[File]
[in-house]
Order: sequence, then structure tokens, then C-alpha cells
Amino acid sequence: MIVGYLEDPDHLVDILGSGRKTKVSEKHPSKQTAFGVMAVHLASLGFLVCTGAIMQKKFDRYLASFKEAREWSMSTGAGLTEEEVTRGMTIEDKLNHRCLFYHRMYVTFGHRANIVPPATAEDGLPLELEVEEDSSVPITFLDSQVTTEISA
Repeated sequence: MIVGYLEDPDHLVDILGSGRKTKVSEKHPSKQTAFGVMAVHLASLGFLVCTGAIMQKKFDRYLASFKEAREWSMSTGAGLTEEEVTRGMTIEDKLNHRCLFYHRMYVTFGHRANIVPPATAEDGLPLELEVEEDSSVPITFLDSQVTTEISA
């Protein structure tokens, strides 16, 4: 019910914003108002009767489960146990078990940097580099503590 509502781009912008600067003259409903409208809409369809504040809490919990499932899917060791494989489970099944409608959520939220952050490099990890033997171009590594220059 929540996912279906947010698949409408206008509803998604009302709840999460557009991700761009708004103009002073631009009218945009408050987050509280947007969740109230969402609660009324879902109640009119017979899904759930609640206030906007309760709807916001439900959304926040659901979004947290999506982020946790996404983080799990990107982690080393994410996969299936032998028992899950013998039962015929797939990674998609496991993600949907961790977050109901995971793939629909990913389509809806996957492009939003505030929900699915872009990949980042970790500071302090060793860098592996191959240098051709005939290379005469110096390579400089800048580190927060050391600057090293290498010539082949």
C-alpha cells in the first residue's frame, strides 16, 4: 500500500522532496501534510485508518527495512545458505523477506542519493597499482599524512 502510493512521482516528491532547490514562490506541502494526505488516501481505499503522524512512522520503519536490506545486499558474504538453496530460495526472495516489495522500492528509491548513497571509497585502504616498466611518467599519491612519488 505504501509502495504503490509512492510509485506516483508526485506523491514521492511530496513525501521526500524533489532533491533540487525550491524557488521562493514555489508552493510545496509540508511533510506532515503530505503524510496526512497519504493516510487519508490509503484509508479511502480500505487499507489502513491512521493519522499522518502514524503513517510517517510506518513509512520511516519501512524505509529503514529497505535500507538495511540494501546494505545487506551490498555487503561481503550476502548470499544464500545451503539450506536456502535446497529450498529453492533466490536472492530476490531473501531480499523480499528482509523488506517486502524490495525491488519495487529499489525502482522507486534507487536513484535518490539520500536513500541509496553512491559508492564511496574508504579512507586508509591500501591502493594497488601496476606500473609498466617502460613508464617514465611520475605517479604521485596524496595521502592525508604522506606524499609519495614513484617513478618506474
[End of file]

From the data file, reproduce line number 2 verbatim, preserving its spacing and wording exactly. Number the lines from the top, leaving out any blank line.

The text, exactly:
Order: sequence, then structure tokens, then C-alpha cells